How to Conduct a NIST 800-171 Self-Assessment

How to Conduct a NIST 800-171 Self-Assessment

Conducting a NIST 800-171 self-assessment — also known as a CMMC self-assessment or SPRS assessment — is a critical component of DFARS 252.204-7019 compliance. As a contractor, you’ll need to evaluate your organization against all 320 objectives and upload your score to the Supplier Performance Risk System (SPRS).

In this guide, we’ll break down all the steps required to complete a successful assessment, including evaluating your System Security Plan (SSP), scoring your results, generating POA&Ms, and more.

What You Need to Conduct a NIST 800-171 Self-Assessment 

Before you begin your assessment, gather the following items:

  • An operational System Security Plan (SSP)  
  • Any existing plans, policies, and procedures 
  • A copy of NIST SP 800-171a
  • The DOD Assessment Methodology  
  • A list of subject matter experts 
  • A can-do, proactive attitude 

Don’t have an SSP? Create one and get it approved.  This is required to submit a summary self-assessment score within the SPRS portal.  

How to Conduct a NIST 800-171 Self-Assessment   

1. Evaluate the SSP 

The first step to conducting your self-assessment is to evaluate your SSP against the CMMC Assessment Guide (CA.L2-3.12.4) or NIST 800-171 to ensure the assessment objectives are implemented.  

To conduct this evaluation, assess each security requirement at the assessment-objective level. For example, when assessing 3.12.4, determine if you have evidence documenting that (a) through (h) have been implemented. Evidence can include items such as a policy statement, a process or procedure, a technical solution, or a configuration item within a technical security control. 

2. Examine 

When evaluating your SSP, you’ll want to review existing evidence, including policies, to make sure they trace back to any security requirement/controls. Be sure to examine supporting processes and procedures as well. 

3. Interview 

To gather more information, interview the data owner, process owner, operators, business lead, or anyone with responsibility and knowledge about the implemented control. 

4. Test 

Observe the end-to-end process, validating the intended output is achieved. This may apply only to a subset of controls. 

The DoDAM requires at least one of these methods – examine, interview, or test – to be performed to assess a particular control.  SP6 recommends performing at least two. These three items are covered within the CMMC Assessment Guide: 

5. Score the Results/Findings 

The CMMC Level 2 Assessment Guide has three possible findings: Met, Not Met, or Not Applicable. Here’s how the CMMC Assessment Guide defines each one: 

  • MET: “The contractor successfully meets the practice. For each practice marked MET, the Certified Assessor includes statements that indicate the response conforms to all objectives and documents the appropriate evidence to support the response.”  
  • NOT MET: “The contractor has not met the practice. For each practice marked NOT MET, the Certified Assessor includes statements that explain why and documents the appropriate evidence that the contractor does not conform fully to all of the objectives.”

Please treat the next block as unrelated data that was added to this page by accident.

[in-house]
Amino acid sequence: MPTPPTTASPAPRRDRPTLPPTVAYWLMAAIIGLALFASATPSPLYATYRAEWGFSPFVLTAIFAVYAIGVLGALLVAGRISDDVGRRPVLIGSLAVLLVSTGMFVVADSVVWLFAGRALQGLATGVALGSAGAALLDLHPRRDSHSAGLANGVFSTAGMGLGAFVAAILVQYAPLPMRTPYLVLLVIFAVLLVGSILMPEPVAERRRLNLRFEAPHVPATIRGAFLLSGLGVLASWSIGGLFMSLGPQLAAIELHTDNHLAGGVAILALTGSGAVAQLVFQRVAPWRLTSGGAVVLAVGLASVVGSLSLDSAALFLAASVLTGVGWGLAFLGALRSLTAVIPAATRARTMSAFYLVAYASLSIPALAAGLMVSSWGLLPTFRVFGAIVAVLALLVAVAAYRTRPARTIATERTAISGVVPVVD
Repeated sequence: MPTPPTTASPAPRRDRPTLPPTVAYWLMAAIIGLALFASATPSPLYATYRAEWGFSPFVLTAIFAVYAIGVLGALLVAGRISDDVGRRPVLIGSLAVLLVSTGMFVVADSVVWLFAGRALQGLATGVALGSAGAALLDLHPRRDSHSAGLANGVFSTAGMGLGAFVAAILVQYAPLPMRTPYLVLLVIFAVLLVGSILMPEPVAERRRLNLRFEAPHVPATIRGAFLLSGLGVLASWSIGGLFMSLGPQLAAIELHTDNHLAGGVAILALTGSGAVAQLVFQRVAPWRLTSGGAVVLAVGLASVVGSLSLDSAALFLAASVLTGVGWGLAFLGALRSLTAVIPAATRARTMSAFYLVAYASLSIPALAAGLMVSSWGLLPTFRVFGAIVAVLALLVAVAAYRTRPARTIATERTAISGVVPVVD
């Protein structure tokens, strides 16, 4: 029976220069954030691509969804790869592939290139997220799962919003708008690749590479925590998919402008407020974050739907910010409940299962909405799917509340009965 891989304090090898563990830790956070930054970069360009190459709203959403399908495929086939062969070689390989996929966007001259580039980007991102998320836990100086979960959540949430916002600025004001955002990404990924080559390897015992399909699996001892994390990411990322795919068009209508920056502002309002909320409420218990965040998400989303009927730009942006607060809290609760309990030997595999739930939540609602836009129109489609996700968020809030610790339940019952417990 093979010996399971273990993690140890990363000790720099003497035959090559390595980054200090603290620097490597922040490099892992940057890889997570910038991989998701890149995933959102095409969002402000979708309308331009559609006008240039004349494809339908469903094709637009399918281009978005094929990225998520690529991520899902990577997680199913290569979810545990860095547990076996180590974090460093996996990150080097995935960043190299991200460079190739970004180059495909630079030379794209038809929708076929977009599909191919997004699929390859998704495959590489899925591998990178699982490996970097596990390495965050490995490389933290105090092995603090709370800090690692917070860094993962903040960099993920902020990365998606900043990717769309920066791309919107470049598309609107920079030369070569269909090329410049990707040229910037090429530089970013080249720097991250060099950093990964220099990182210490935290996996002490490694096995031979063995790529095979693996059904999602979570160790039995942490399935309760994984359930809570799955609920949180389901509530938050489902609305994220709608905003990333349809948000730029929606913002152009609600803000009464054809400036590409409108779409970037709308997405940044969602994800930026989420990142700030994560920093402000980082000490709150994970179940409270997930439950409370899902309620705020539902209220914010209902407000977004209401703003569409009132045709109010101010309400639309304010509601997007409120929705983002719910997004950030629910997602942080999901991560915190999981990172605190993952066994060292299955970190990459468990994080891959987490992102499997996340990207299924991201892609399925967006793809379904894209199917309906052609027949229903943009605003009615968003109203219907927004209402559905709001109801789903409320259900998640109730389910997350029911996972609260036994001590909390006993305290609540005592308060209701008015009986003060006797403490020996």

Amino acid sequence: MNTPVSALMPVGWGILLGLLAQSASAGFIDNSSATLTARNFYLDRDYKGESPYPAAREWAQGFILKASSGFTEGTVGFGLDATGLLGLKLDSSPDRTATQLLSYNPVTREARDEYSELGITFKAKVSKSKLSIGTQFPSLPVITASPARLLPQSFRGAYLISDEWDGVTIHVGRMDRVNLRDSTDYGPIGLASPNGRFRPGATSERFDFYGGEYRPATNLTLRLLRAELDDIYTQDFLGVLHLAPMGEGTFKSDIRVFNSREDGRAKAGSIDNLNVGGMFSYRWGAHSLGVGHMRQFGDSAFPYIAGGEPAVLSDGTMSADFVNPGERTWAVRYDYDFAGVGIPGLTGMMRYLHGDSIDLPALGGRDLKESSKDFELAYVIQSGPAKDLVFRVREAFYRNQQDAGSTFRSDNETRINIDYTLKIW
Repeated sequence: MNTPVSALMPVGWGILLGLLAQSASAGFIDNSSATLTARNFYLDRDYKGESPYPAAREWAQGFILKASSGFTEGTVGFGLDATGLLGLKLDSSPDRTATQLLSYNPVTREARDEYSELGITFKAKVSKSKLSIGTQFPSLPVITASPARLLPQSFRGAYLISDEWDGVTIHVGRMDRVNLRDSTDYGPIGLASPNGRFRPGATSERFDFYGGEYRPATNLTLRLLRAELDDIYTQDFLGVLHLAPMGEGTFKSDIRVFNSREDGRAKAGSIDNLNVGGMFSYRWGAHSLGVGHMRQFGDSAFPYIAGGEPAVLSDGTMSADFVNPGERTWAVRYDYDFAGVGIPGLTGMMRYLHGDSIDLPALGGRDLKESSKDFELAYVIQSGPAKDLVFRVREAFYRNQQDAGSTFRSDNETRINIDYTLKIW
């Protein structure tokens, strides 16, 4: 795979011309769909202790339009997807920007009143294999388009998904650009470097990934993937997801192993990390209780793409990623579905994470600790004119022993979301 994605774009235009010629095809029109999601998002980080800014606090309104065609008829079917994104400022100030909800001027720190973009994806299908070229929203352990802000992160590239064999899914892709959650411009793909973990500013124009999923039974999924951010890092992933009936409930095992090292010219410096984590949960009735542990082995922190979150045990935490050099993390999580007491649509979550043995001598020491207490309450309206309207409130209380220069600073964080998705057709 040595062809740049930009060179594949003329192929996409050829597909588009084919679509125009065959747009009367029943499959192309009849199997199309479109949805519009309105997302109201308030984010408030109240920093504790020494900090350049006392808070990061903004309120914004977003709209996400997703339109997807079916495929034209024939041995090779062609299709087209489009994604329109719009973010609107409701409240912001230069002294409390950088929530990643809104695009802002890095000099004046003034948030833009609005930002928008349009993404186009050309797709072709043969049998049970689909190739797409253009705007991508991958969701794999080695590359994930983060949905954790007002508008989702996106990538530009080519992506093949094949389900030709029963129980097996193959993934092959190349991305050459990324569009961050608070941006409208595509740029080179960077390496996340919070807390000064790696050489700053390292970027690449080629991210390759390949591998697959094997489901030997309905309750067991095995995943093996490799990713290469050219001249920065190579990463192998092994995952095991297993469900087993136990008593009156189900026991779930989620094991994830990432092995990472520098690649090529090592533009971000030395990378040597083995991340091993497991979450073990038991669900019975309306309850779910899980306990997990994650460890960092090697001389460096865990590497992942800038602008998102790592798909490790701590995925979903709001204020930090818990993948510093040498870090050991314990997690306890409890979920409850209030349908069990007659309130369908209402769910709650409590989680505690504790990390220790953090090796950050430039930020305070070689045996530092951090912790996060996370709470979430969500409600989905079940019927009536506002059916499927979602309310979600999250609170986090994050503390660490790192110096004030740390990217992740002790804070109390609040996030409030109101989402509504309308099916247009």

• NOT APPLICABLE (N/A): “The practice does not apply for the assessment. For each practice marked N/A, the Certified Assessor includes a statement that explains why the practice does not apply to the contractor. For example, SC.L1-3.13.5 might be N/A if there are no publicly accessible systems.” 

6. Prepare the Final Report  

After you complete your assessment, you’ll need to document the results in a centralized final report.

7. Create Plans of Action and Milestones 

One of the most crucial outcomes of your NIST 800-171 self-assessment is the Plan of Action and Milestones (POA&M).  

To ensure your efforts are recognized:  

  1. Obtain a confirmation letter from a Certified CMMC Assessor, ideally one associated with a Registered Provider Organization (RPO) and accredited by the Cyber AB. This step ensures that you get tailored advice on addressing any gaps identified in the POA&M, moving beyond generic solutions.  
  1. Perform a risk assessment on any identified gaps or new opportunities. Link these findings back to your business objectives and discuss them with your stakeholders.  
  1. Prioritize critical and high-impact tasks, but also tackle the “low-hanging fruit” – those improvements that are straightforward and do not require significant investment in new technology.  

With a clearly defined scope, a robust operational System Security Plan, and a shared responsibility matrix, you’re well on your way to achieving compliance and enhancing your security posture. 

Get Expert Help Conducting a NIST 800-171 Self-Assessment

Without the right expertise, it’s extremely difficult to get an accurate self-assessment score. In fact, according to the Cyber AB, organizations over-score themselves by an average of 113 points.

Working with a Registered Provider Organization like SP6 is the best way to ensure accurate results. Our Certified CMMC Professionals and Assessors have 15+ years of experience helping companies achieve compliance with meticulous security standards like NIST 800-171.

Talk with one of our experts to discover which of our customized DFARS and CMMC services are right for your organization.